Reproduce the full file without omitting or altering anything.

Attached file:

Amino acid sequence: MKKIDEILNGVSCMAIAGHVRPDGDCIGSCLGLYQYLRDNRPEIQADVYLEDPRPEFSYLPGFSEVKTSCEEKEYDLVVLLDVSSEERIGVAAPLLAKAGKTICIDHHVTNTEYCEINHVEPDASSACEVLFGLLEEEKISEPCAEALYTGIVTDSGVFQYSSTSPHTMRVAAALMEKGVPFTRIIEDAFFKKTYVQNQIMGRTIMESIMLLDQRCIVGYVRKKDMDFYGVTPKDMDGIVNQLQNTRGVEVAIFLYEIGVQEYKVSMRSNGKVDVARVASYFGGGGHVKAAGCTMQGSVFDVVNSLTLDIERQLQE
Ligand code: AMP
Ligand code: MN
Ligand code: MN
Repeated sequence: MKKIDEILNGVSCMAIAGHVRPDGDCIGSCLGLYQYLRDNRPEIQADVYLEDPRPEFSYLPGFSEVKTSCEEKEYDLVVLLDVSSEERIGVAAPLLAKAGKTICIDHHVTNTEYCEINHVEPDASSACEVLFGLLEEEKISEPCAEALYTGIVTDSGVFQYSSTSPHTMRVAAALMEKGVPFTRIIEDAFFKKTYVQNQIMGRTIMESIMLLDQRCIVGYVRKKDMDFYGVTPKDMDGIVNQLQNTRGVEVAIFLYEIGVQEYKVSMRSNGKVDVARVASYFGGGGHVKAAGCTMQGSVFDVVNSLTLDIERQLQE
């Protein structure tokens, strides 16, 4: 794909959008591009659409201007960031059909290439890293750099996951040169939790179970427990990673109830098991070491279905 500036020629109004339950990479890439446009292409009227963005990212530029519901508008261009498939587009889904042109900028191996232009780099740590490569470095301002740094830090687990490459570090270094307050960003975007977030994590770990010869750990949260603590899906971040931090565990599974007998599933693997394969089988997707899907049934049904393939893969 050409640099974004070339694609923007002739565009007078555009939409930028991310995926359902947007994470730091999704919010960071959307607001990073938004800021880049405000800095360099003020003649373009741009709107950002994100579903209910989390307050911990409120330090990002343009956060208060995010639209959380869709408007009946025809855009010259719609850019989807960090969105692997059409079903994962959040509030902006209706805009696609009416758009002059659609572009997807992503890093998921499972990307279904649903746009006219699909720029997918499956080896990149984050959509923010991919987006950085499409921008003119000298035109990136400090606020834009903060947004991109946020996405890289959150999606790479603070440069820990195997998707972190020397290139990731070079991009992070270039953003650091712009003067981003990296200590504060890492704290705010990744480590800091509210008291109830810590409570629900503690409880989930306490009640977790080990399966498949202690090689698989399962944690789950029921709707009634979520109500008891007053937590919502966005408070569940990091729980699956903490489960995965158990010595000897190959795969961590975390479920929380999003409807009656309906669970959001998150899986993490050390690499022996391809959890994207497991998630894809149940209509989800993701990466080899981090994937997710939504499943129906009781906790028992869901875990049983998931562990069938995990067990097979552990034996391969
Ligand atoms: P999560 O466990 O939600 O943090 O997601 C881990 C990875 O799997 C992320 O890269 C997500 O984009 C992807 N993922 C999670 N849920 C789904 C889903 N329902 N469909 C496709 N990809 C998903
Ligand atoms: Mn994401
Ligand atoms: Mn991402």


Amino acid sequence: MKKIDEILNGVSCMAIAGHVRPDGDCIGSCLGLYQYLRDNRPEIQADVYLEDPRPEFSYLPGFSEVKTSCEEKEYDLVVLLDVSSEERIGVAAPLLAKAGKTICIDHHVTNTEYCEINHVEPDASSACEVLFGLLEEEKISEPCAEALYTGIVTDSGVFQYSSTSPHTMRVAAALMEKGVPFTRIIEDAFFKKTYVQNQIMGRTIMESIMLLDQRCIVGYVRKKDMDFYGVTPKDMDGIVNQLQNTRGVEVAIFLYEIGVQEYKVSMRSNGKVDVARVASYFGGGGHVKAAGCTMQGSVFDVVNSLTLDIERQLQE
Ligand code: AMP
Ligand code: MN
Ligand code: MN
Repeated sequence: MKKIDEILNGVSCMAIAGHVRPDGDCIGSCLGLYQYLRDNRPEIQADVYLEDPRPEFSYLPGFSEVKTSCEEKEYDLVVLLDVSSEERIGVAAPLLAKAGKTICIDHHVTNTEYCEINHVEPDASSACEVLFGLLEEEKISEPCAEALYTGIVTDSGVFQYSSTSPHTMRVAAALMEKGVPFTRIIEDAFFKKTYVQNQIMGRTIMESIMLLDQRCIVGYVRKKDMDFYGVTPKDMDGIVNQLQNTRGVEVAIFLYEIGVQEYKVSMRSNGKVDVARVASYFGGGGHVKAAGCTMQGSVFDVVNSLTLDIERQLQE
């Protein structure tokens, strides 16, 4: 794909959008591009659409201007960031059909290439890293750099996951040169939790179970427990990673109830098991070491279905 500036020629109004339950990479890439446009292409009227963005990212530029519901508008261009498939587009889904042109900028191996232009780099740590490569470095301002740094830090687990490459570090270094307050960003975007977030994590770990010869750990949260603590899906971040931090565990599974007998599933693997394969089988997707899907049934049904393939893969 050409640099974004070339694609923007002739565009007078555009939409930028991310995926359902947007994470730091999704919010960071959307607001990073938004800021880049405000800095360099003020003649373009741009709107950002994100579903209910989390307050911990409120330090990002343009956060208060995010639209959380869709408007009946025809855009010259719609850019989807960090969105692997059409079903994962959040509030902006209706805009696609009416758009002059659609572009997807992503890093998921499972990307279904649903746009006219699909720029997918499956080896990149984050959509923010991919987006950085499409921008003119000298035109990136400090606020834009903060947004991109946020996405890289959150999606790479603070440069820990195997998707972190020397290139990731070079991009992070270039953003650091712009003067981003990296200590504060890492704290705010990744480590800091509210008291109830810590409570629900503690409880989930306490009640977790080990399966498949202690090689698989399962944690789950029921709707009634979520109500008891007053937590919502966005408070569940990091729980699956903490489960995965158990010595000897190959795969961590975390479920929380999003409807009656309906669970959001998150899986993490050390690499022996391809959890994207497991998630894809149940209509989800993701990466080899981090994937997710939504499943129906009781906790028992869901875990049983998931562990069938995990067990097979552990034996391969
Ligand atoms: P999560 O466990 O939600 O943090 O997601 C881990 C990875 O799997 C992320 O890269 C997500 O984009 C992807 N993922 C999670 N849920 C789904 C889903 N329902 N469909 C496709 N990809 C998903
Ligand atoms: Mn994401
Ligand atoms: Mn991402």